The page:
Anti-Israel Protest At Georgetown Law Tests Limits Of Free Speech

Anti-Israel Protest At Georgetown Law Tests Limits Of Free Speech

As I left Georgetown Law School’s campus recently, dozens of police and security officers were stationed around McDonough Hall. Inside, Rudy Rochman, a peace activist and reservist in the Israeli military, was about to speak to students about combating antisemitism.

What happened next is now viral. Protesters demonstrated against the event, trying to interrupt the talk from outside the room before entering holding “IDF Off Campus” signs. One student raised her “blood” painted hands, which looked like a recreation of an anti-Israeli attack in Ramallah. As student Rachel Wolff described, protesters were “dress[ing] up like Jew-lynching terrorists who proudly display Jewish blood on their hands to celebrate their deaths.”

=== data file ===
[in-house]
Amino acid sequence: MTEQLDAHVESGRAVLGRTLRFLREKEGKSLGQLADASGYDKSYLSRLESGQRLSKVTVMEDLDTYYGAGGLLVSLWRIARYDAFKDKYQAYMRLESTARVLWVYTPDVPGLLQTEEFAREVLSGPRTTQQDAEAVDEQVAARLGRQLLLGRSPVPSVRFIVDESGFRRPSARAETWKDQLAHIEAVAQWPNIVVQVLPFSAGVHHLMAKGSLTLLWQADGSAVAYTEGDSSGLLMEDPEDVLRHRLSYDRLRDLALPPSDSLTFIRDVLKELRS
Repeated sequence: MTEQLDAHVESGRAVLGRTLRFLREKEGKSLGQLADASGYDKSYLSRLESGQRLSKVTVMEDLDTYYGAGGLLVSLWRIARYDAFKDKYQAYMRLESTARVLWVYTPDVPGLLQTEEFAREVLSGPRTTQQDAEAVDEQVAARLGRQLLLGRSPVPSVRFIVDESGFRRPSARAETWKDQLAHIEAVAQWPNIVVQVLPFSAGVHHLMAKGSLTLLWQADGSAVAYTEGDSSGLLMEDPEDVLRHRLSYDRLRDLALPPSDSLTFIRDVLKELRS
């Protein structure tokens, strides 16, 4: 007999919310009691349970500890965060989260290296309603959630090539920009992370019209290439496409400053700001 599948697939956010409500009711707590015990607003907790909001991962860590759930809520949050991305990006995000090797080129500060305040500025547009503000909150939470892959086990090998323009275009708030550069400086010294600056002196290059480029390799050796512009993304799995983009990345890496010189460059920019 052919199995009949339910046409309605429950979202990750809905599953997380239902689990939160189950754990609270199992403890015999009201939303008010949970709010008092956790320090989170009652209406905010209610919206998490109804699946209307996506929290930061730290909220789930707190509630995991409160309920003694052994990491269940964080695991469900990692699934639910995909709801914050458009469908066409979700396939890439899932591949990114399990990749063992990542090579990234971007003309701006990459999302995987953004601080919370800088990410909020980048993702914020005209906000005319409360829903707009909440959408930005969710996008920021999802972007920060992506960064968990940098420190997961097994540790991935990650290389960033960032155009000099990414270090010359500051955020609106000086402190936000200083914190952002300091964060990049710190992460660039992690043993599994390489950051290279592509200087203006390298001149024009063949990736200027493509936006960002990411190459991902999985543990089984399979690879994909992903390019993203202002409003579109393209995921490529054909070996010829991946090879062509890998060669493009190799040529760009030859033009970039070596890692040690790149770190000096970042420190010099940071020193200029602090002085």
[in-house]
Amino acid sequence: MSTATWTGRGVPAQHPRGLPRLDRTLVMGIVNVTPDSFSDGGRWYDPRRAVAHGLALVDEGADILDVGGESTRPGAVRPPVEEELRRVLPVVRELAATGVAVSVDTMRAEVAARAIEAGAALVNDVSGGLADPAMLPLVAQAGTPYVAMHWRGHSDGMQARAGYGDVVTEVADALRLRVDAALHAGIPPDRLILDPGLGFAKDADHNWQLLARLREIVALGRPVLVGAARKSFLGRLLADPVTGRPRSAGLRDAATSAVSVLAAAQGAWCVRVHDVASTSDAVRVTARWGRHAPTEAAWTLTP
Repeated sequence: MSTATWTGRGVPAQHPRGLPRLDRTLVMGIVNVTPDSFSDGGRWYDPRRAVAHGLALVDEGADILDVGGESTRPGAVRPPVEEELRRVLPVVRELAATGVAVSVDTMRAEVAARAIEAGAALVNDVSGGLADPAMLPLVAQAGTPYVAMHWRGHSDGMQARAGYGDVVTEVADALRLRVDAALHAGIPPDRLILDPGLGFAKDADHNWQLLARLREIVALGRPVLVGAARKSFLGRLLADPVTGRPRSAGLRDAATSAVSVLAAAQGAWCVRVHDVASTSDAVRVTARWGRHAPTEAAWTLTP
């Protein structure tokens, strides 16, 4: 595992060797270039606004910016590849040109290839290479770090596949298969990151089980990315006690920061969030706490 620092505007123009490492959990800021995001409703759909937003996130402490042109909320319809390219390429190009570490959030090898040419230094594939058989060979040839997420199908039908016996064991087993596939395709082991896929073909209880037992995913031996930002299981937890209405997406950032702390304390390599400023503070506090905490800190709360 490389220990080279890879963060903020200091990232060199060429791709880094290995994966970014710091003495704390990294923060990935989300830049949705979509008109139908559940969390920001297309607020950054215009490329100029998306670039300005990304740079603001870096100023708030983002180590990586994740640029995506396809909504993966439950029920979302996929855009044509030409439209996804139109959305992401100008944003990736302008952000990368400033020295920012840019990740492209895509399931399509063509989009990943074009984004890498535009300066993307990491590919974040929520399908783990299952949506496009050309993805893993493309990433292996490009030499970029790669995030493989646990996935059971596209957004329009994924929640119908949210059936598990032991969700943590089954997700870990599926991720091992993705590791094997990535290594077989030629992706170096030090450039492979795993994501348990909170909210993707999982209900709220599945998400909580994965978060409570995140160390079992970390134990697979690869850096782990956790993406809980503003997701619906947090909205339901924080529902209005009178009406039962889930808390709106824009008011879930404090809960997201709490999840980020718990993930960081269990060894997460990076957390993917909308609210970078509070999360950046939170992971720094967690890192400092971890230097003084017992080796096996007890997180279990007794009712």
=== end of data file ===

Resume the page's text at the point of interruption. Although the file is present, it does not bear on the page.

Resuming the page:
The situation highlights the inadequacy of the current campus speech paradigm to address a new form of disruption. In this case, students were able to harass their peers and impose on the free speech of others under the guise of silent protesting. 

Faculty who attended the event found no free speech violations because the in-room demonstration was ostensibly short and quiet. If judged solely by the loudness or brashness of the incidents that occurred at Stanford University and other law schools, and only by what occurred inside the room, then the protest is perhaps in a gray area. But that’s only part of the story.